According to the officially used Danish definition (The National Forest and Nature Agency (Skov- og Naturstyrelsen) 1994), "Natural forest originates from the original forest cover, i.e. a forest reproduced naturally. Natural forest is thus a forest which has spontaneously generated itself on the location and which consists of naturally immigrant tree species and strains. Natural forests can be more or less influenced by culture, e.g. by logging or regeneration techniques, but the forests must not have been subject to regeneration by sowing or planting".
This definition is broader and more pragmatic than definitions and perceptions used in the other Scandinavian countries (Tanninen et al. 1994)and is comparable with the term "SEMI-NATURAL WOODLAND " (Kirby et al. 1984). A key point is the recognition of the very long term effects of former (and current) direct and indirect human impacts.
Natural forest might be managed to some degree, or be unmanaged (untouched, non-intervention forest, strict forest reserve). After an adequate amount of time without intervention, such a forest might develop some of the basic structures of a virgin forest and be considered as "VIRGIN-LIKE NATURAL FOREST". An over-riding problem is that every spot is directly or indirectly influenced by human activity; either directly by forestry operations, cutting, planting and drainage, or indirectly by manipulation of the grazing regime, air pollution, hindering the immigration and spreading of natural species and influencing the kind and amount of dominant species in the landscape. Dynamics in a non-intervention system will be affected by former activities for hundreds of years and no part of the forest can be viewed in isolation, but is an integral part of the surrounding forest and landscape.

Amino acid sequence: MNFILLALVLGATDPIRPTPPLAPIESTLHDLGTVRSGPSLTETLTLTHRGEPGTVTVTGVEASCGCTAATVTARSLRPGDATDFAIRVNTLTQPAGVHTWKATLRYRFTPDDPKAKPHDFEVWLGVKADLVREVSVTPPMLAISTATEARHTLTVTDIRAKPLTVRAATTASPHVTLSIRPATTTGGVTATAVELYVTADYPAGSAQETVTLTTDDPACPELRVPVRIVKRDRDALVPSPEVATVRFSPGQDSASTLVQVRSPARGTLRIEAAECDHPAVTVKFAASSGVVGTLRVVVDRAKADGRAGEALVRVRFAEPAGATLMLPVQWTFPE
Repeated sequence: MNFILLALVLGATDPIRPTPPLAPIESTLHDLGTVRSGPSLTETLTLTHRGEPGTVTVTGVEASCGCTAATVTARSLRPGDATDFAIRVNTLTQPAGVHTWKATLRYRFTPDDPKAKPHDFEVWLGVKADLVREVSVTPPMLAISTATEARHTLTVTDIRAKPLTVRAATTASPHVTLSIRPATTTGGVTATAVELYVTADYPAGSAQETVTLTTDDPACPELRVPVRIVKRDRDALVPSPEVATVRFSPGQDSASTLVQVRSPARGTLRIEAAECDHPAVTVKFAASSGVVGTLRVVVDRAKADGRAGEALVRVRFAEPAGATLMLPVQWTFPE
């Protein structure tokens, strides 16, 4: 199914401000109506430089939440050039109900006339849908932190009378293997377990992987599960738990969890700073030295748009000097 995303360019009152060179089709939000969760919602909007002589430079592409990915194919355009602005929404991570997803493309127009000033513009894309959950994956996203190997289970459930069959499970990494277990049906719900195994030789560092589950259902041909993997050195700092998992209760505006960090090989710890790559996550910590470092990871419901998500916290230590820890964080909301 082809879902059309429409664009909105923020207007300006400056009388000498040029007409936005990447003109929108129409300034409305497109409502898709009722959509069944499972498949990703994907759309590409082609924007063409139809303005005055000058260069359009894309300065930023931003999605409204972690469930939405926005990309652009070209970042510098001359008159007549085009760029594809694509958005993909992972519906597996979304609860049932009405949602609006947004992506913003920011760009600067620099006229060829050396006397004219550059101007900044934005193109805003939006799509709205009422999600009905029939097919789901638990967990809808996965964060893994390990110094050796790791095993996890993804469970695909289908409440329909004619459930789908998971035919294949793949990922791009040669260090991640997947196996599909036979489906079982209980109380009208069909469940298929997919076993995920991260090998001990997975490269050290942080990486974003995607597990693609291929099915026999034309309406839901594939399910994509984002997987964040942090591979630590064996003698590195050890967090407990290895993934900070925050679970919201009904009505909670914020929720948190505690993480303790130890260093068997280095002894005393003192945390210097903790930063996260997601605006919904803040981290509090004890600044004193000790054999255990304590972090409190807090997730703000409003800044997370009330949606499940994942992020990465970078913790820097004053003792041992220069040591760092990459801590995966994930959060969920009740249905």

Kirby, K.J., Petersen, G.F., Spencer, J.W., & Walker, G. J., 1984: Inventories of ancient semi-natural woodland. Nature Conservancy Council: Focus on nature conservation, 6: 67 pp.
Møller, P.F 2000: The Danish strategy for natural forests - Background, realisation and perspectives. Eesti Metsakaitsealade Võrgustiku Rajamine. University of Tartu, Estland. p. 6-12.
Tanninen, T., Storrank, B., Haugen, I., Møller, P.F., Löfgren, R., Thorsteinsson, I., & Ragnarsson, H., 1998: Natural Woodlands in the Nordic Countries. Nordic Council of Ministers, Copenhagen. Nord 1998:6. 101 pp.
The National Forest and Nature Agency (Skov- og Naturstyrelsen) 1994: Strategy for Natural Forests and Other Forest Types of High Conservation Value in Denmark. Ministry of the Environment. 48 pp.
Peter Friis Møller firstname.lastname@example.org